As the Trump administration scrambles to get a hand on the spread of the new coronavirus across the U.S., it is keeping one eye on developments in China, the country where the pandemic originated.According to two officials with knowledge of those efforts and cables reviewed by The Daily Beast, the administration is monitoring China’s second wave of coronavirus cases, gathering data on the ground on the number of individuals newly infected and the reasons for the recent uptick. Over the past few days Chinese officials have noted an emergence of new cases, particularly in asymptomatic individuals. But U.S. officials say it is difficult to trust Beijing’s numbers because of its history of putting out unreliable data.The push for real-time intelligence on China’s new outbreak is an attempt by U.S. officials not only to study what factors can lead to a reemergence of the virus but also to get ahead of any attempt by Beijing to—yet again—put a spin on it, those same officials said. The White House is leaning on officials from across several agencies, including the State Department, Centers for Disease Control and the intel community to probe how Beijing is handling the new cases so as to better understand what the U.S. could expect later this year, when medical officials believe a second round of infections may happen as well. Grim Scenes at Chinese Hospitals as Doctors Rush to Treat Deadly CoronavirusThe effort by the U.S. to gather new data in China could rattle an already delicate detente that Washington and Beijing appear to have reached on coronavirus messaging.For weeks following the initial outbreak of the coronavirus in Wuhan, China, the Trump administration called out Beijing for misleading the world about the reality of the situation on the ground, claiming the lack of information and the silencing of health-care workers helped lead to the global spread of the virus. China relentlessly pushed back on that assertion and demanded that the U.S. stop referring to the coronavirus as the “Wuhan virus”—as several top Trump officials were doing. Since then, both President Trump and President Xi have toned down the tough talk and the State Department in cables has refrained from referring to the coronavirus as the “Wuhan virus”. In public appearances and behind closed doors Trump has changed his tune, calling Xi his good “friend” and an “incredible guy”.But officials who spoke to The Daily Beast said they worry that China could again manipulate its numbers, costing the U.S. and countries across the world valuable information needed to fight another wave of coronavirus cases. According to one State Department cable reviewed by The Daily Beast, China’s National Health Commission appears to be linking the second wave with an uptick in individuals testing positive who do not show signs of symptoms. The Chinese government began reporting the number of asymptomatic cases on the mainland for the first time on April 1. As of last week China reported that 1,075 people with no signs of symptoms were “under medical observation.” About 135 of those individuals had tested positive for COVID-19. “These asymptomatic infections include individuals who do not show any signs of illness but who have a positive laboratory test result for the virus that causes COVID-19,” the cable reads. “Asymptomatic infections represented about one-third of current cases [in mainland China] as of March 31.” White House Pushes U.S. Officials to Criticize China For Coronavirus ‘Cover-Up’The fear of a second wave through asymptomatic individuals is concerning Chinese officials so much that some cities are now requiring individuals scan their QR health codes before riding public transportation. In Wuhan, the local government is reportedly considering “testing all residents to find asymptomatic persons due to fears of a second outbreak,” according to that same cable.Like China, the Trump administration is increasingly worried about the spread of the coronavirus from asymptomatic or presymptomatic individuals. Last week, the Centers for Disease Control issued new guidelines advising Americans to wear cloth face covers or masks while around other people even if they did not feel sick.The administration had hesitated on issuing such guidance in part out of concern that a run on medical masks would further hamper American hospitals that are struggling to procure personal protective equipment for their workers. In order to address that shortage, President Trump’s son-in-law Jared Kushner last week announced that he and White House adviser Peter Navarro were working with a team to help buy supplies like masks and gowns internationally, including from China. But the Chinese supplies are a subject of concern as well, after reports of faulty equipment in places such as Spain and the Netherlands.According to a State Department cable, China last week implemented a new policy to ensure all of the medical supplies it planned to export were functioning correctly.“The policy regulated exports of medical supplies including detection reagents, medical masks protective clothing, ventilators, and thermometers by requiring exporters to provide documentation that shipments meet China’s medical device product registration requirements,” the cable reads. As the administration tries to track down accurate data in China on the new asymptomatic cases sweeping the country, it’s also looking to keep Chinese disinformation at bay. In the State Department, officials have been tasked with flagging “news” stories and foreign cables that appear to propagate false information. For example, the State Department highlighted in a cable last week the statements made by Lu Shaye, the Chinese ambassador to France. “Following international media reports that the COVID-19 death toll in Wuhan had been dramatically understated (as evidenced by the social media posts, now censored, showing a large number of urns and long lines of residents at government-operated crematoriums)… Shanye told French media that official statistics in Wuhan were accurate,” the cable reads. “When asked why the PRC government censored videos and pictures of the long queues of persons waiting to pick up urns, Lu said, ‘if they were censored, where did you get those pictures and videos?’” The ambassador was referring to photos that spread on social media last week showing stacks of urns in Wuhan funeral homes. The photos have been deleted but their publishing raised additional questions about the true scale of the coronavirus crisis in China.Read more at The Daily Beast.Get our top stories in your inbox every day. Sign up now!Daily Beast Membership: Beast Inside goes deeper on the stories that matter to you. Learn more.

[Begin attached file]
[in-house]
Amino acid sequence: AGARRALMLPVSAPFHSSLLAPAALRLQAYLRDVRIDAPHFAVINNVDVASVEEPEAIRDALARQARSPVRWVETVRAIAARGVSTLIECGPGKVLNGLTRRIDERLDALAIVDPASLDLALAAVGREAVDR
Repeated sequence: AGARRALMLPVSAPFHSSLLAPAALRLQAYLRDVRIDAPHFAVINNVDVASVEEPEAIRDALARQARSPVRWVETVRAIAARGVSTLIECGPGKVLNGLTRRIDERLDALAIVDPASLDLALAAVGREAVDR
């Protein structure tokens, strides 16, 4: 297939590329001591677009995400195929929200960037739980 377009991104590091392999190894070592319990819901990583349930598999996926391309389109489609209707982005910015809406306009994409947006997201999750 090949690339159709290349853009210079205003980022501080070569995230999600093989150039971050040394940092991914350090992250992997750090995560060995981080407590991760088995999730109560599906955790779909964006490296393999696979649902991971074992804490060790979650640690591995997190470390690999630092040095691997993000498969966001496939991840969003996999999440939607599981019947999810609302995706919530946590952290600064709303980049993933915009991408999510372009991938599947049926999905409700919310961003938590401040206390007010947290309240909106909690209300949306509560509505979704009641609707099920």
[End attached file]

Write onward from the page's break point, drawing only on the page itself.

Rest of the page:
- Reuters Videos
A draft document seen by Reuters details Germany's multi-step plan to end its lockdown, and that its government assumes the global pandemic will last into 2021. Germany's lockdown laws are set to expire in just under two weeks. Shops will be allowed to reopen, as well as schools in select regions, though strict social-distancing measures will still be in place. Border controls will be relaxed, but large events and private parties will remain forbidden. And as soon as enough protective masks are available, it will be made compulsory to wear them on trains and in buses as well as in factories and public buildings The draft action plan says the measures should be enough to keep the average number of people infected by one person below 1. The country has been under lockdown since March 22. Germany has a low mortality rate among coronavirus patients compared to other European nations, which experts say is due to a high number of testing. The document predicts a staged return to normality, backed by mechanisms that will make it possible to track more than 80% of people an infected person had contact with, within 24 hours of diagnosis. Infected people and those they had contact with will be quarantined, either at home or in hotels.
- NewsYahoo Celebrity UK
The 41-year-old actor has two dogs and has mocked lockdown measures to enforce social distancing in public places.